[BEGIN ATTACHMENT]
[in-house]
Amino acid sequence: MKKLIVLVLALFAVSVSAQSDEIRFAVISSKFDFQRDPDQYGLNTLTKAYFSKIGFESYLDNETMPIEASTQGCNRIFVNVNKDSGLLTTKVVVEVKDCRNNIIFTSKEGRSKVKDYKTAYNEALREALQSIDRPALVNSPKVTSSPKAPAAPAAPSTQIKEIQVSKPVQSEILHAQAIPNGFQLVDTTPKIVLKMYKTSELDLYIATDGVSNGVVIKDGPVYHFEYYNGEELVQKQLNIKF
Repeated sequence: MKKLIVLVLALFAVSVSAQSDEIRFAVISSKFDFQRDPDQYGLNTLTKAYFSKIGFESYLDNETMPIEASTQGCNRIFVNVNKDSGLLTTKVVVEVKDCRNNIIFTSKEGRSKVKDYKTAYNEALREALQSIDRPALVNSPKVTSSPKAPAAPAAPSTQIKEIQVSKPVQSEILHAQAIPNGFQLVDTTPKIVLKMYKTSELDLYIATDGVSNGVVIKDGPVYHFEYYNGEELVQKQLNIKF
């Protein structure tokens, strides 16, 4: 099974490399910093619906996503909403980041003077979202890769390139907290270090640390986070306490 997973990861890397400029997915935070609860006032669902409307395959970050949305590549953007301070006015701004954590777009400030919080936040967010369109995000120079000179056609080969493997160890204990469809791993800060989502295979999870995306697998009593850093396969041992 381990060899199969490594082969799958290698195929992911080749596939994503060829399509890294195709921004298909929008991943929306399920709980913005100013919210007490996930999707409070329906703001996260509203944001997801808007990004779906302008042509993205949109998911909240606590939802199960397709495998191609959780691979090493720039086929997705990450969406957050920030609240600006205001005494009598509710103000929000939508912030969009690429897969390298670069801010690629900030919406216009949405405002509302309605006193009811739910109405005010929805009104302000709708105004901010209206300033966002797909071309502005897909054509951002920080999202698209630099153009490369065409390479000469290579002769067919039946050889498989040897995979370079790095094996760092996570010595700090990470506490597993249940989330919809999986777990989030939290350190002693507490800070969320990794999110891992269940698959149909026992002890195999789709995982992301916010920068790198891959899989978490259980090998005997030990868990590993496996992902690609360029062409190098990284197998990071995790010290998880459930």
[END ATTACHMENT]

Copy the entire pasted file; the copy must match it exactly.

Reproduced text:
[in-house]
Amino acid sequence: MKKLIVLVLALFAVSVSAQSDEIRFAVISSKFDFQRDPDQYGLNTLTKAYFSKIGFESYLDNETMPIEASTQGCNRIFVNVNKDSGLLTTKVVVEVKDCRNNIIFTSKEGRSKVKDYKTAYNEALREALQSIDRPALVNSPKVTSSPKAPAAPAAPSTQIKEIQVSKPVQSEILHAQAIPNGFQLVDTTPKIVLKMYKTSELDLYIATDGVSNGVVIKDGPVYHFEYYNGEELVQKQLNIKF
Repeated sequence: MKKLIVLVLALFAVSVSAQSDEIRFAVISSKFDFQRDPDQYGLNTLTKAYFSKIGFESYLDNETMPIEASTQGCNRIFVNVNKDSGLLTTKVVVEVKDCRNNIIFTSKEGRSKVKDYKTAYNEALREALQSIDRPALVNSPKVTSSPKAPAAPAAPSTQIKEIQVSKPVQSEILHAQAIPNGFQLVDTTPKIVLKMYKTSELDLYIATDGVSNGVVIKDGPVYHFEYYNGEELVQKQLNIKF
């Protein structure tokens, strides 16, 4: 099974490399910093619906996503909403980041003077979202890769390139907290270090640390986070306490 997973990861890397400029997915935070609860006032669902409307395959970050949305590549953007301070006015701004954590777009400030919080936040967010369109995000120079000179056609080969493997160890204990469809791993800060989502295979999870995306697998009593850093396969041992 381990060899199969490594082969799958290698195929992911080749596939994503060829399509890294195709921004298909929008991943929306399920709980913005100013919210007490996930999707409070329906703001996260509203944001997801808007990004779906302008042509993205949109998911909240606590939802199960397709495998191609959780691979090493720039086929997705990450969406957050920030609240600006205001005494009598509710103000929000939508912030969009690429897969390298670069801010690629900030919406216009949405405002509302309605006193009811739910109405005010929805009104302000709708105004901010209206300033966002797909071309502005897909054509951002920080999202698209630099153009490369065409390479000469290579002769067919039946050889498989040897995979370079790095094996760092996570010595700090990470506490597993249940989330919809999986777990989030939290350190002693507490800070969320990794999110891992269940698959149909026992002890195999789709995982992301916010920068790198891959899989978490259980090998005997030990868990590993496996992902690609360029062409190098990284197998990071995790010290998880459930």